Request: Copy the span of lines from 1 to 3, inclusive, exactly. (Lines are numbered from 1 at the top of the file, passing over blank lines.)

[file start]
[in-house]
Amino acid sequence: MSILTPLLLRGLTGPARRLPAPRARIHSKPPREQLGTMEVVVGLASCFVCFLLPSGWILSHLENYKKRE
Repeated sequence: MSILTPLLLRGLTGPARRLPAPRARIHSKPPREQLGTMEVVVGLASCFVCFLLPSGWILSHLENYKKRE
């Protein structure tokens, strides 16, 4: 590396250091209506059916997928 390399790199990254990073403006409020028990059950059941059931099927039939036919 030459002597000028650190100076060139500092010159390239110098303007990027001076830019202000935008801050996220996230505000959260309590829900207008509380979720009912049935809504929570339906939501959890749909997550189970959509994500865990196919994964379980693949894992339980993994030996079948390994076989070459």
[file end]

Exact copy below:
[in-house]
Amino acid sequence: MSILTPLLLRGLTGPARRLPAPRARIHSKPPREQLGTMEVVVGLASCFVCFLLPSGWILSHLENYKKRE
Repeated sequence: MSILTPLLLRGLTGPARRLPAPRARIHSKPPREQLGTMEVVVGLASCFVCFLLPSGWILSHLENYKKRE